For more information about GriefShare or to find a group near you, visit the website at www.griefshare.org.
Advice from GriefShare
GriefShare offers the following practical tips for getting through the holidays:
• PREPARE – The ambush of emotions can attack at any time; prepare beforehand – things like driving yourself to social events so that you can leave without causing too much disruption if the emotions get to be too much.
• ACCEPT the difficulty of this time of year and your loss. Remind yourself that it’s a season - it will pass.
• SOCIALIZE – Don’t hibernate - force yourself to go out even if it’s only for a short time.
• LOWER your expectations – Movies and songs often paint an unrealistic picture of the holidays.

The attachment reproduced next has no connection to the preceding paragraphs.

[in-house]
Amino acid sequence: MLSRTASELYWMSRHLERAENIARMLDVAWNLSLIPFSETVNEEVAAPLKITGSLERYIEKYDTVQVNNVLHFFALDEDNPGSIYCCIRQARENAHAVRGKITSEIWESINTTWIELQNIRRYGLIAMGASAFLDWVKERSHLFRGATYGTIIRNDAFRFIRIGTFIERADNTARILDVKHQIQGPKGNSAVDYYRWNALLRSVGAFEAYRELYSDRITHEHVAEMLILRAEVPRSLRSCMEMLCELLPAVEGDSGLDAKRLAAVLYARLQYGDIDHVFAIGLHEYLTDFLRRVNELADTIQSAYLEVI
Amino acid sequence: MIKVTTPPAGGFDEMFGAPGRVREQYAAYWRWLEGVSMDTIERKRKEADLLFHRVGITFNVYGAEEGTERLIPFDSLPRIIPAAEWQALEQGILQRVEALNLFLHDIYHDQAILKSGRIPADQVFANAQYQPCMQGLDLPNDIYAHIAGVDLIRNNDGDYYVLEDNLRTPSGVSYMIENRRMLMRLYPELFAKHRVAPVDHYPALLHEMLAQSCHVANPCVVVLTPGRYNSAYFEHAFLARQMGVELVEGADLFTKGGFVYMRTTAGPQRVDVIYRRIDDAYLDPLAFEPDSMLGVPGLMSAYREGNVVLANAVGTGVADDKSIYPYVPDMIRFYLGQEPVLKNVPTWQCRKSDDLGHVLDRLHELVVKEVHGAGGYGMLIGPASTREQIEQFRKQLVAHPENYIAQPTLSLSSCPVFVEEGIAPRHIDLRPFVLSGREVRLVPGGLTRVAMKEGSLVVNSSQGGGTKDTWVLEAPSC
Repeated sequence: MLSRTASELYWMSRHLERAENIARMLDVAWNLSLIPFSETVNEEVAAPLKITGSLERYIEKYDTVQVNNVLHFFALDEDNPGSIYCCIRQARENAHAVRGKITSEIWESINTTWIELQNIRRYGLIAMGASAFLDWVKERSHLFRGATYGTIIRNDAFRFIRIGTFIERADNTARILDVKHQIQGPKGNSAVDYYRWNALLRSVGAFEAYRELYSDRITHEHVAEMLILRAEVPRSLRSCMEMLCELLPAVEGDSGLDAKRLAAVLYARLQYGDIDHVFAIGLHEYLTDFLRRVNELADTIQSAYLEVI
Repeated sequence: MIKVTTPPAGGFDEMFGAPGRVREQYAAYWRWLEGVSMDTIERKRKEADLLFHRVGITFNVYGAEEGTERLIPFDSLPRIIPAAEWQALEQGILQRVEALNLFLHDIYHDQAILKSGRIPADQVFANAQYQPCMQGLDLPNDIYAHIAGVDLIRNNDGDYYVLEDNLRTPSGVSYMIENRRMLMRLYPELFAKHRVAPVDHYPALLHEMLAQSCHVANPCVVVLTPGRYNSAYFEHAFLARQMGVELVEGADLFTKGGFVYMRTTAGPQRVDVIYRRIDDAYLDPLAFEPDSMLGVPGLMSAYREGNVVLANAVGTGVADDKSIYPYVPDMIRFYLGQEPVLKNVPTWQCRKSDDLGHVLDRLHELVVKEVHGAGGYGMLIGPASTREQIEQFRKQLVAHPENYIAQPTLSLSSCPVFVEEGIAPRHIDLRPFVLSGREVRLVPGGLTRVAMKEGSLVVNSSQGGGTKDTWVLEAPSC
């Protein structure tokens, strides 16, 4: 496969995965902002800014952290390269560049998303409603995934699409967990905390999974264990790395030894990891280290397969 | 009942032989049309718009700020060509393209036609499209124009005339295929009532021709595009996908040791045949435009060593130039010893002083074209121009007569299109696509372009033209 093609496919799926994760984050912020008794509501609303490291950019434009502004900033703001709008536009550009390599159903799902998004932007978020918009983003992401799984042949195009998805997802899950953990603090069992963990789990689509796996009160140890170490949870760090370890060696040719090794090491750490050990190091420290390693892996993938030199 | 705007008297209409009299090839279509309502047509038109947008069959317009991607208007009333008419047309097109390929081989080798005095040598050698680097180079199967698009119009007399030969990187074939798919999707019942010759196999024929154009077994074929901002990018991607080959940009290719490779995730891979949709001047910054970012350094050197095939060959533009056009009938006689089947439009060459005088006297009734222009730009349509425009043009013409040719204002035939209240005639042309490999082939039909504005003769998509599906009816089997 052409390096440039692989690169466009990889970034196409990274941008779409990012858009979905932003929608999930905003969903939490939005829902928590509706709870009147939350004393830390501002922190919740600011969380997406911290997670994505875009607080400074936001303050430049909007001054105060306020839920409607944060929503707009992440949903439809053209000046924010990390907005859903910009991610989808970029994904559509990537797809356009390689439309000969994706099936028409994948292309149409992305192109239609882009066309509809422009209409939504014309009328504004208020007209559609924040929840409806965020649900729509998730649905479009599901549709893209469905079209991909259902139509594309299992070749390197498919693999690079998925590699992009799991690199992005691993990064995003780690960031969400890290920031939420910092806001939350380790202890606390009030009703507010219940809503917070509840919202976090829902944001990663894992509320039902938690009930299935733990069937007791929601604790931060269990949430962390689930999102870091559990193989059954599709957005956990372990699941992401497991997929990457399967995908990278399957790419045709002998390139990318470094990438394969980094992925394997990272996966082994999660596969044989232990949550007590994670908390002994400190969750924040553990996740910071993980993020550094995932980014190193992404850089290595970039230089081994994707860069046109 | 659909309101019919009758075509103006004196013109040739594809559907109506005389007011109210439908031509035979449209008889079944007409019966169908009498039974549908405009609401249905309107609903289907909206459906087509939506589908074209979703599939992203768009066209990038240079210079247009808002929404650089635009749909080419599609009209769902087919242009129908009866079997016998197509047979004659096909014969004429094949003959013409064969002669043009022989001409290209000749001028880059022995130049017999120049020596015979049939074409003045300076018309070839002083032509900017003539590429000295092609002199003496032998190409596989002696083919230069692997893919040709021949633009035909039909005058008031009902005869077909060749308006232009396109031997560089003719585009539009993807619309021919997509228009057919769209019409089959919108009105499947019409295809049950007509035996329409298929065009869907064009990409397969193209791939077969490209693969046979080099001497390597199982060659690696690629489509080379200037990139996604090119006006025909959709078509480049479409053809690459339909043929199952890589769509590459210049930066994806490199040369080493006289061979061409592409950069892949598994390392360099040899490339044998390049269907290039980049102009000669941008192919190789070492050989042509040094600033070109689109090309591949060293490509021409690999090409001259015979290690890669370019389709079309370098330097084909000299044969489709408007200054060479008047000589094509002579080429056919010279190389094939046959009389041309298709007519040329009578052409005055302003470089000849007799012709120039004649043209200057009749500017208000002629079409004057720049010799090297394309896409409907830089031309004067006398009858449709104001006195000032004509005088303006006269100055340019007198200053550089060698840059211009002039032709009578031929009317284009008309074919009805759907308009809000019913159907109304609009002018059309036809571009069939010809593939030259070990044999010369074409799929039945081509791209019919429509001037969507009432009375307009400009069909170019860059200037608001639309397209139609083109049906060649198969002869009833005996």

• DON’T ANESTHETIZE the pain with drugs or alcohol. Numbing it with chemicals creates more depression.
• TRIMMING – If old ornaments or trimmings cause too much pain, don’t hang them this year.
• GET UP AND MOVE – Take care of your physical well-being. Eating healthy foods will give you strength; fattening and sugar-filled foods can worsen your depression. Exercise produces natural stress reducers.
• SHOP online if going to the mall is too stressful.
• COPING STRATEGY – Make the commitment to call someone if negative thoughts get to be too much. Have the phone number of your counselor, pastor, church, close friend or hotline already taped to your phone.
• LIGHT – Get some sunshine - winter can take its toll on your emotions by the loss of sun you experience.
• INVITE a new (same-sex) friend to a movie, have dinner or help decorate the house.
• SET BOUNDARIES – Explain clearly to your family and friends what you are capable of doing this year, and what you aren’t. Don’t let others guilt you into taking on more than you can handle.
• REACH OTHERS Reaching out to people who might be alone during the holidays can also help you.